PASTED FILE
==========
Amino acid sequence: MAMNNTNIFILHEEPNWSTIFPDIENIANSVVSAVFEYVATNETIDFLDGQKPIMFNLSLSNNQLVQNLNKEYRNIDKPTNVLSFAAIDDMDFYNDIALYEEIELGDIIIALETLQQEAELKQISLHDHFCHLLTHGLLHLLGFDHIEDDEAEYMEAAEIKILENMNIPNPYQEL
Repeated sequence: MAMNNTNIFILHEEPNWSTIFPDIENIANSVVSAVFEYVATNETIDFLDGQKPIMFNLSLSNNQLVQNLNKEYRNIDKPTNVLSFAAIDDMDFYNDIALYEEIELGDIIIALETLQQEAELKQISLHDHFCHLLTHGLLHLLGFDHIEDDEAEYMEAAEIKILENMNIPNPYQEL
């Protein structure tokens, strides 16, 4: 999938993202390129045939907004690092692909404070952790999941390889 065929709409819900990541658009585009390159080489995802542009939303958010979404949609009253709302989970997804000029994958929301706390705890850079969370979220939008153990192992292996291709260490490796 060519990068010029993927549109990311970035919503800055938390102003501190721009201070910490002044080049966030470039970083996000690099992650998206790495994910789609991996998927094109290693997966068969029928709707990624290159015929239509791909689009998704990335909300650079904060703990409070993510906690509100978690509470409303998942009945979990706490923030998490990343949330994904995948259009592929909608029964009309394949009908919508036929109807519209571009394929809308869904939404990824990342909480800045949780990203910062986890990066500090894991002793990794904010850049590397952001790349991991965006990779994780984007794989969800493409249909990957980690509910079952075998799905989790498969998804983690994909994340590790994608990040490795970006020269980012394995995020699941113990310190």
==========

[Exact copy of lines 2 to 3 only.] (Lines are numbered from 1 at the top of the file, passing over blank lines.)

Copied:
Repeated sequence: MAMNNTNIFILHEEPNWSTIFPDIENIANSVVSAVFEYVATNETIDFLDGQKPIMFNLSLSNNQLVQNLNKEYRNIDKPTNVLSFAAIDDMDFYNDIALYEEIELGDIIIALETLQQEAELKQISLHDHFCHLLTHGLLHLLGFDHIEDDEAEYMEAAEIKILENMNIPNPYQEL
């Protein structure tokens, strides 16, 4: 999938993202390129045939907004690092692909404070952790999941390889 065929709409819900990541658009585009390159080489995802542009939303958010979404949609009253709302989970997804000029994958929301706390705890850079969370979220939008153990192992292996291709260490490796 060519990068010029993927549109990311970035919503800055938390102003501190721009201070910490002044080049966030470039970083996000690099992650998206790495994910789609991996998927094109290693997966068969029928709707990624290159015929239509791909689009998704990335909300650079904060703990409070993510906690509100978690509470409303998942009945979990706490923030998490990343949330994904995948259009592929909608029964009309394949009908919508036929109807519209571009394929809308869904939404990824990342909480800045949780990203910062986890990066500090894991002793990794904010850049590397952001790349991991965006990779994780984007794989969800493409249909990957980690509910079952075998799905989790498969998804983690994909994340590790994608990040490795970006020269980012394995995020699941113990310190």